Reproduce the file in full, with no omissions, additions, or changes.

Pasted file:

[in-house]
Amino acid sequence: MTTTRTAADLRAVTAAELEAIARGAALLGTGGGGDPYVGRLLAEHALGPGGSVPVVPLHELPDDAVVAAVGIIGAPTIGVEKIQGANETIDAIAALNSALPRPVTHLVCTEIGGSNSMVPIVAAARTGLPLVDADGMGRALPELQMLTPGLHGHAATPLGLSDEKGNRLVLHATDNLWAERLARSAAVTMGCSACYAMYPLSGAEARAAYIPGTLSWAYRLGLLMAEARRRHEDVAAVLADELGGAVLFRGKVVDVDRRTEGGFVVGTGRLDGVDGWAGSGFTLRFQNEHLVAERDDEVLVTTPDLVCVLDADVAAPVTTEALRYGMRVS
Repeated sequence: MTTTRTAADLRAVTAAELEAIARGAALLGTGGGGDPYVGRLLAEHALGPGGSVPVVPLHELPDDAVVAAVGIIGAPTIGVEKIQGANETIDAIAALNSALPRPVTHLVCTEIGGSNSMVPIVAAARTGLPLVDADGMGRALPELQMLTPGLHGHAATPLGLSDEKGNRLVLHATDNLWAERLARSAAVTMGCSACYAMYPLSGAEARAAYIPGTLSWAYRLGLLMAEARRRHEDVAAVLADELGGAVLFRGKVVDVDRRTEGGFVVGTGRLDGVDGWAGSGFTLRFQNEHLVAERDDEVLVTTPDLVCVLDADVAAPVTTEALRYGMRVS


[in-house]
Amino acid sequence: MTTTRTAADLRAVTAAELEAIARGAALLGTGGGGDPYVGRLLAEHALGPGGSVPVVPLHELPDDAVVAAVGIIGAPTIGVEKIQGANETIDAIAALNSALPRPVTHLVCTEIGGSNSMVPIVAAARTGLPLVDADGMGRALPELQMLTPGLHGHAATPLGLSDEKGNRLVLHATDNLWAERLARSAAVTMGCSACYAMYPLSGAEARAAYIPGTLSWAYRLGLLMAEARRRHEDVAAVLADELGGAVLFRGKVVDVDRRTEGGFVVGTGRLDGVDGWAGSGFTLRFQNEHLVAERDDEVLVTTPDLVCVLDADVAAPVTTEALRYGMRVS
Repeated sequence: MTTTRTAADLRAVTAAELEAIARGAALLGTGGGGDPYVGRLLAEHALGPGGSVPVVPLHELPDDAVVAAVGIIGAPTIGVEKIQGANETIDAIAALNSALPRPVTHLVCTEIGGSNSMVPIVAAARTGLPLVDADGMGRALPELQMLTPGLHGHAATPLGLSDEKGNRLVLHATDNLWAERLARSAAVTMGCSACYAMYPLSGAEARAAYIPGTLSWAYRLGLLMAEARRRHEDVAAVLADELGGAVLFRGKVVDVDRRTEGGFVVGTGRLDGVDGWAGSGFTLRFQNEHLVAERDDEVLVTTPDLVCVLDADVAAPVTTEALRYGMRVS